Three more take-aways from ‘The Cost of Loyalty’ by Tim Bakken, a law professor at West Point
An extremely well-researched and documented book which largely dealt with upper-rank military malfeasance with a good deal of the same within the ranks of military academy students, in combination with my own experiences. (In addition to “You’re Not One Of Us”)
1) We’ve lost ALL our recent wars
There’s an interesting correlation between the lowering of the academies’ IQ and over-all accreditation acceptance requirements since 1945, as well as the fact that the U.S. hasn’t won a war in over 75 years. Bakken claims that the academies since 1945 have been accepting students into their military officer training programs that wouldn’t be accepted in many local and state universities. Once on active duty, previous academy graduates loyally ‘protect’ and advance the more recent graduates coming into the various branches. The fact that America has technological superiority—developed, incidentally, by ‘outside’ commercial military-industrial companies known to hire the best-and-brightest technical minds—has been regularly offset by those of North Korean, North Vietnamese, Iraqi, and Iranian combatants out-thinking the American invaders. Similarly, George Washington out-thought the regular British and hired Hussein armies in our Revolutionary war. Likewise, Pershing (WWI) and Eisenhower (WWII) and their respective staffs typically out-thought their respective German and Japanese opposing forces.
2) American Police Atrocities
Police departments typically welcom applications from ex-military members. These are people who, as pointed out elsewhere in this website, were trained even as their brains have still been developing to dehumanize and kill ‘the enemy.’ One study found that 19 percent of police officers are military veterans. “Veterans account for 13 percent of the adult population, but more than a third of the adult perpetrators of the 43 worst mass killings since 1984 have been in the US military”.
P. 201: “In conducting possibly the first study of its kind, researchers at the University of Texas in 2018 found ‘that Dallas police officers (a sample of 516) who were military veterans were much more likely to fire their guns while on duty than police officers who were not veterans’. The cops who had been deployed — though most deployed soldiers work in support positions who do not see combat — were 2.9 times and the nondeployed 1.94 times more likely to have fired their guns. The researchers found that ‘close to one-third of officers involved in a shooting had a military background, according to the Marshall Project, the criminal justice reform group that sponsored the study’”.
“Unnecessary and unchecked aggression and violence, inside and outside America, are some of the consequences of a large standing army”.
p. 250: “When U.S. soldiers are abroad, they are immune from a country’s laws under a status-of-forces agreement between the united states and that country, a condition on which the United States insists”. (A situation mentioned elsewhere on this website and a particularly strong point of contention between the citizens of Okinawa, Japan and the U.S. governments.)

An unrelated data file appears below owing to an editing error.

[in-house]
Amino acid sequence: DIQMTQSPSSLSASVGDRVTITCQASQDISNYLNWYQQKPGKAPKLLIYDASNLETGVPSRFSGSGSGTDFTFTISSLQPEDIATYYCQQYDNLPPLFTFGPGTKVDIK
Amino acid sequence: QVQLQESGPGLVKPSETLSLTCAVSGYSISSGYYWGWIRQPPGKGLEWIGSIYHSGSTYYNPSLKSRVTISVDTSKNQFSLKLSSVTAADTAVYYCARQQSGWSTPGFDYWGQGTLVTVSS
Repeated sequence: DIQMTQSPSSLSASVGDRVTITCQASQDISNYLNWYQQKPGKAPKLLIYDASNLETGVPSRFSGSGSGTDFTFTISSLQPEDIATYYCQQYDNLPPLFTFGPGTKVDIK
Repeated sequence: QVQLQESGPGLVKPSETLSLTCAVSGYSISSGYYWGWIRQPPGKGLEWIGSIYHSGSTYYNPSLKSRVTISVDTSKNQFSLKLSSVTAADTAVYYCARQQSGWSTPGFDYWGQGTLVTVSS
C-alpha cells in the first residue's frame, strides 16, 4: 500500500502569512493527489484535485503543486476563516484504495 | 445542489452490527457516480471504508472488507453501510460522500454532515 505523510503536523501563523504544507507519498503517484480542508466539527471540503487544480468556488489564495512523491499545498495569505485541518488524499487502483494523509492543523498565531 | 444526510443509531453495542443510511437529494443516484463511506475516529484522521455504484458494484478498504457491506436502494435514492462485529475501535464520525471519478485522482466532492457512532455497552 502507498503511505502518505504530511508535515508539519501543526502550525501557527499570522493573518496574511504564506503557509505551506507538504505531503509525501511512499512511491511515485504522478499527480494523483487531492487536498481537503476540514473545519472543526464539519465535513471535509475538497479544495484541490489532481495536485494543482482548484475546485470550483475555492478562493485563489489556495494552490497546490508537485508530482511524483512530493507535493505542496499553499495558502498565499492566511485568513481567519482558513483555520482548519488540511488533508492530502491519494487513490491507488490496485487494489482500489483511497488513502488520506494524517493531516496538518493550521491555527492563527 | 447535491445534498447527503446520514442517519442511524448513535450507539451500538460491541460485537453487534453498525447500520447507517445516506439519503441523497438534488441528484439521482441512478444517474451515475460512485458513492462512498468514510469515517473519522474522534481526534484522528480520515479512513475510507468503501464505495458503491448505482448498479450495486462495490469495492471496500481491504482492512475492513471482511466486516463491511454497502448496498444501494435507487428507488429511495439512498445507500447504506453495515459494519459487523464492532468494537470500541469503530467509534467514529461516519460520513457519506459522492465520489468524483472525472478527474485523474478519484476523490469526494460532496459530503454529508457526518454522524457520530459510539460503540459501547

p.251: “The absence of fairness and the military’s separation from domestic and international norms allow soldiers to feel they are uniquely powerful and righteous”.
Some honest police officers have stated how, when they donned donated military protective gear they felt more combative, more aggressive and I suggest that simply donning their uniforms, guns, taser holsters and etc. has a similar effect, particularly for military veterans.
Another incident (In addition to “You’re Not One Of Us”) I had completely forgotten about until I read this book:
Once I had been accepted into the USAF Airman Education and Commissioning Program (AECP) and obtained my BS in Aerospace (Mechanical) Engineering, I was sent to Officer Training School. Officer Training School is also unofficially referred to as the “90-day-wonder” school where, as at the academies, there were “upper” and “lower” students, the “upper” (second half of class) students being senior and used in regular Saturday morning inspections of the “lower” students. Being prior service, as an ‘upper’ student, I was assigned a small team of prior civilians for these Saturday morning inspections and an area to inspect.
After one such Saturday morning, I was being VERY closely questioned as to why my team hadn’t found more “gigs” of one particular barracks. I finally convinced the captain doing the questioning that it was because that barrack’s occupants were “that good” at their housework. It was obvious the questioning captain “had it in for” them, expecting my team to eliminate that barracks from winning that morning’s “lowest gigs” competition.
It hadn’t occurred to me until I read this book, but “that barracks” that had so interested the captain was composed mostly of ethnic Asian students who were also officer candidates. It was obvious at the time, but that captain’s skepticism and questioning was also coming from someone above him. So, (A) WHY the negative emphasis on an Asian contingent of officer candidates? And (B) since the military had been de-segregated in July 1948 by Truman’s Executive Order 9981, HOW was it that, in 1967, there existed an entire barracks-full of ethnic Asian officer candidates, separate from us occidental candidates? Velly Intellesting, and supports many of Bakken’s observations of the military strictly being ‘a law unto itself’!